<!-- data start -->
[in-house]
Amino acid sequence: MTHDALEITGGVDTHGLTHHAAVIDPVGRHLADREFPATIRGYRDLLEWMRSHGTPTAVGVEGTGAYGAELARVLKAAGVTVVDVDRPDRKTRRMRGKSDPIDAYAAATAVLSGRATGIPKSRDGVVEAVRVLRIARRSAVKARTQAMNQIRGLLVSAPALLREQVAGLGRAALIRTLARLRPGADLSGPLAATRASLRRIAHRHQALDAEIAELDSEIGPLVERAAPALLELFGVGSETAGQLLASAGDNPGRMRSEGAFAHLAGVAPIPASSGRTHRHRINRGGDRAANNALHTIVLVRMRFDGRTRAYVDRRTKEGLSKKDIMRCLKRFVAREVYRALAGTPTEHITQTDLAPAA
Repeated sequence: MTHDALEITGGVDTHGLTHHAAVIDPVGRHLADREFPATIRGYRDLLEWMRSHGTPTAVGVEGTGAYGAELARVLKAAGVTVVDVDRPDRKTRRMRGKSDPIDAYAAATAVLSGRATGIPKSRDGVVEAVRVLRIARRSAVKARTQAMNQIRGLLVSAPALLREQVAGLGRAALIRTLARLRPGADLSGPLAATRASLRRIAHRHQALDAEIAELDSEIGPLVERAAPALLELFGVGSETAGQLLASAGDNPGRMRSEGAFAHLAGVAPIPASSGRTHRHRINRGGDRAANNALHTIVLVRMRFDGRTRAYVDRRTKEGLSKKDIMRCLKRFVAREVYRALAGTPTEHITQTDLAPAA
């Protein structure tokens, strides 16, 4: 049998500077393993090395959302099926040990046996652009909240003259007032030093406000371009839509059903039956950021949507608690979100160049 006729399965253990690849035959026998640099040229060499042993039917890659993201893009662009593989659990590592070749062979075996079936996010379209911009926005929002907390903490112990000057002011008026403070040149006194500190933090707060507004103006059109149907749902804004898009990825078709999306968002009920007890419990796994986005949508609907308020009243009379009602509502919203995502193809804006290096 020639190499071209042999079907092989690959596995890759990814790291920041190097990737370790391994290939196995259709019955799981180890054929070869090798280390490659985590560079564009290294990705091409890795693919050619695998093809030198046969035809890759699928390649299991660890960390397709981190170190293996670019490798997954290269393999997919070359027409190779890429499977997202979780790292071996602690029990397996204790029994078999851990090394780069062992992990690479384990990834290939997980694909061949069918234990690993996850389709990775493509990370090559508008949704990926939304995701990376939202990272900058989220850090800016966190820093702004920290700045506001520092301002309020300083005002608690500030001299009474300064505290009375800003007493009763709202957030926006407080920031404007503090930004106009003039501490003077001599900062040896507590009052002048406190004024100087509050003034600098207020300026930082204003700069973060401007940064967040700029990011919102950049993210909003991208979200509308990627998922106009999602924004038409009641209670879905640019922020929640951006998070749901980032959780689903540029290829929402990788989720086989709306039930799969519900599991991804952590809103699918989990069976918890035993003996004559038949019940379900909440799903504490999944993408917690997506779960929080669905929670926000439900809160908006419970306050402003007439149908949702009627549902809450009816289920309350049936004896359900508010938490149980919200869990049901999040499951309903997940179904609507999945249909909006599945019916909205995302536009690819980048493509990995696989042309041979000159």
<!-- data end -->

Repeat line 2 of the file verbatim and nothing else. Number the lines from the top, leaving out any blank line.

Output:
Amino acid sequence: MTHDALEITGGVDTHGLTHHAAVIDPVGRHLADREFPATIRGYRDLLEWMRSHGTPTAVGVEGTGAYGAELARVLKAAGVTVVDVDRPDRKTRRMRGKSDPIDAYAAATAVLSGRATGIPKSRDGVVEAVRVLRIARRSAVKARTQAMNQIRGLLVSAPALLREQVAGLGRAALIRTLARLRPGADLSGPLAATRASLRRIAHRHQALDAEIAELDSEIGPLVERAAPALLELFGVGSETAGQLLASAGDNPGRMRSEGAFAHLAGVAPIPASSGRTHRHRINRGGDRAANNALHTIVLVRMRFDGRTRAYVDRRTKEGLSKKDIMRCLKRFVAREVYRALAGTPTEHITQTDLAPAA